“Our neighbor in France had a trained donkey and a goat. We noticed the donkey and goat were always together during the evenings. During the day the goat was around but the donkey was gone. He had trained his donkey to do weed control in the vineyard. The donkey was really stubborn so he got it a goat as a companion animal. A calming goat.”
“Tracy is occasionally referred to as my calming goat during the harvest.”
I did not ascertain whether or not Jared was the ass when I had a chance to talk with him at Provisions in Northampton.
Donkey & Goat are part of the new(ish) wave of California winemakers making natural wines. Natural wines are low intervention, beyond organic, biodynamic, let-nature-do-most-of-the-work, wild yeast fermented, funky and delicious wines. I’ve written about them before.
Despite being in California, Berkeley is not usually known for its wine. It doesn’t have the 100,000 or so acres of vineyards like Napa and Sonoma collectively do. And indeed, they are sourcing the grapes from various California vineyards outside of Berkeley. But a recent Vogue article declared the block in Berkeley where you find Donkey & Goat (not far from Alice Waters famous restaurant Chez Panisse) a “natural wine oasis,” thanks to the handful of wine makers who’ve set up shop on that particular street. But it wasn’t Napa Valley that set Jared off into the natural wine world. It was Silicon Valley.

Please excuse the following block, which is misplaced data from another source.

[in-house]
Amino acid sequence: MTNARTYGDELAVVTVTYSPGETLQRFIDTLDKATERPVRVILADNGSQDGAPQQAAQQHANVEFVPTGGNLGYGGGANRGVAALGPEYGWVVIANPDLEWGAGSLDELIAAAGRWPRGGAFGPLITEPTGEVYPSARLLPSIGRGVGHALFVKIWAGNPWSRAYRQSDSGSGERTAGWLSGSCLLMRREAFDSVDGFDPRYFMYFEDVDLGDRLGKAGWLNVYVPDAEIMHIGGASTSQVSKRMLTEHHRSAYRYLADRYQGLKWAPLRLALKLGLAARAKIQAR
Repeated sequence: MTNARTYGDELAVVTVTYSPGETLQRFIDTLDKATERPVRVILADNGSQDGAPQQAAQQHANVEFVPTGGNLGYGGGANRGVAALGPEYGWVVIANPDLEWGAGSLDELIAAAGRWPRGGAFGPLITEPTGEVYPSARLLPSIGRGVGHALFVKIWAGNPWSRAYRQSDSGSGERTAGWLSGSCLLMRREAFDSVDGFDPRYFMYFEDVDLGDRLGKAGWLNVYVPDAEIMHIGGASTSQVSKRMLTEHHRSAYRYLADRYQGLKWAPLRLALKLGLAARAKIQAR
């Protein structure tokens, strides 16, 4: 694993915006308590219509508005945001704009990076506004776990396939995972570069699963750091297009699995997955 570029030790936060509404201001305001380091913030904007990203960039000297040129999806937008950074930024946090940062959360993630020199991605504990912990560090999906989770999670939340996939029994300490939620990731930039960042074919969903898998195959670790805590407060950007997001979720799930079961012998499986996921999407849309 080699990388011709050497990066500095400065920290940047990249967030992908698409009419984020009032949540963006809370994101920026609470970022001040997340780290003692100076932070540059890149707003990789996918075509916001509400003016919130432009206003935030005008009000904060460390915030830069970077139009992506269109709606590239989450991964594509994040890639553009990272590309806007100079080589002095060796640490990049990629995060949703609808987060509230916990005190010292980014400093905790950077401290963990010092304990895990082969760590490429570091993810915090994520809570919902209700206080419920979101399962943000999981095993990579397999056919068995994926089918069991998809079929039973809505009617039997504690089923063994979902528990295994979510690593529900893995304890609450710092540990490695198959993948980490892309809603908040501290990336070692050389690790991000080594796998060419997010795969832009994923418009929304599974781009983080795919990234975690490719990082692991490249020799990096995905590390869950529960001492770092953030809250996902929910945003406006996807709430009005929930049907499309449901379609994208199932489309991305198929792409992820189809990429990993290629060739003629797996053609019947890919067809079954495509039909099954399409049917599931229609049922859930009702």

“For a variety of reasons, I decided to take a year off tech and go make wine in France,” he said. Nice work if you can get it.
“The company I was working for was failing and I got tired of laying people off,” he added. I guess it’s easier to prune grapes than people.
“I had worked on The Flying Toaster screensaver. But I wanted to work on a real product. I wanted to make something you could touch or feel or drink. I had never even read a textbook about making wine before I went to the Rhône. I mean, I spent a lot of time drinking wine. But I went to go work for a winemaker named Eric Texier who had a similar background as me. He was a material scientist. And he wanted his wines not to represent science but to represent nature. So I didn’t go into this saying ‘I want to make natural wine’ I just loved this guy’s wine and it just happened to be natural wine.”